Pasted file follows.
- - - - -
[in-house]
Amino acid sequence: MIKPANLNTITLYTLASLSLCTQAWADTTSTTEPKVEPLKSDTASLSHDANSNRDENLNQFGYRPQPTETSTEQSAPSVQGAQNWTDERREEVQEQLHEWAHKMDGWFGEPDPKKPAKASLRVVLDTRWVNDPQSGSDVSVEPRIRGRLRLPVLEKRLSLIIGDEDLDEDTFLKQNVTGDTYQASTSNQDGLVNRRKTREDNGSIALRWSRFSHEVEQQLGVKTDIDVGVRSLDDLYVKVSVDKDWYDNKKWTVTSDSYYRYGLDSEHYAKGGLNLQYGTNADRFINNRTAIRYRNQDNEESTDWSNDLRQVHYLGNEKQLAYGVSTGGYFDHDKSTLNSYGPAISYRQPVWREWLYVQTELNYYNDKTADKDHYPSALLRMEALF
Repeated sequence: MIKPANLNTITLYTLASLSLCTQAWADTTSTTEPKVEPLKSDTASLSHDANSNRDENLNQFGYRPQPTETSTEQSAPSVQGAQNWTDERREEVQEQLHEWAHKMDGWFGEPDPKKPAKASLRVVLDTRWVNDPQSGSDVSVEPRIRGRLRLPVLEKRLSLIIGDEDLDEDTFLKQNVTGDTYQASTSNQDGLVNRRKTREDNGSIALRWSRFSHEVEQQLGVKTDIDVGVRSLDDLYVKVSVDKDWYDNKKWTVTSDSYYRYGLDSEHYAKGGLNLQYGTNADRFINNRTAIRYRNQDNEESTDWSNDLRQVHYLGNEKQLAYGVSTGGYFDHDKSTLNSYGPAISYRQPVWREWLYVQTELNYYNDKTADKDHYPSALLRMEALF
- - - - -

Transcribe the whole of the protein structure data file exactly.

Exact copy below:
[in-house]
Amino acid sequence: MIKPANLNTITLYTLASLSLCTQAWADTTSTTEPKVEPLKSDTASLSHDANSNRDENLNQFGYRPQPTETSTEQSAPSVQGAQNWTDERREEVQEQLHEWAHKMDGWFGEPDPKKPAKASLRVVLDTRWVNDPQSGSDVSVEPRIRGRLRLPVLEKRLSLIIGDEDLDEDTFLKQNVTGDTYQASTSNQDGLVNRRKTREDNGSIALRWSRFSHEVEQQLGVKTDIDVGVRSLDDLYVKVSVDKDWYDNKKWTVTSDSYYRYGLDSEHYAKGGLNLQYGTNADRFINNRTAIRYRNQDNEESTDWSNDLRQVHYLGNEKQLAYGVSTGGYFDHDKSTLNSYGPAISYRQPVWREWLYVQTELNYYNDKTADKDHYPSALLRMEALF
Repeated sequence: MIKPANLNTITLYTLASLSLCTQAWADTTSTTEPKVEPLKSDTASLSHDANSNRDENLNQFGYRPQPTETSTEQSAPSVQGAQNWTDERREEVQEQLHEWAHKMDGWFGEPDPKKPAKASLRVVLDTRWVNDPQSGSDVSVEPRIRGRLRLPVLEKRLSLIIGDEDLDEDTFLKQNVTGDTYQASTSNQDGLVNRRKTREDNGSIALRWSRFSHEVEQQLGVKTDIDVGVRSLDDLYVKVSVDKDWYDNKKWTVTSDSYYRYGLDSEHYAKGGLNLQYGTNADRFINNRTAIRYRNQDNEESTDWSNDLRQVHYLGNEKQLAYGVSTGGYFDHDKSTLNSYGPAISYRQPVWREWLYVQTELNYYNDKTADKDHYPSALLRMEALF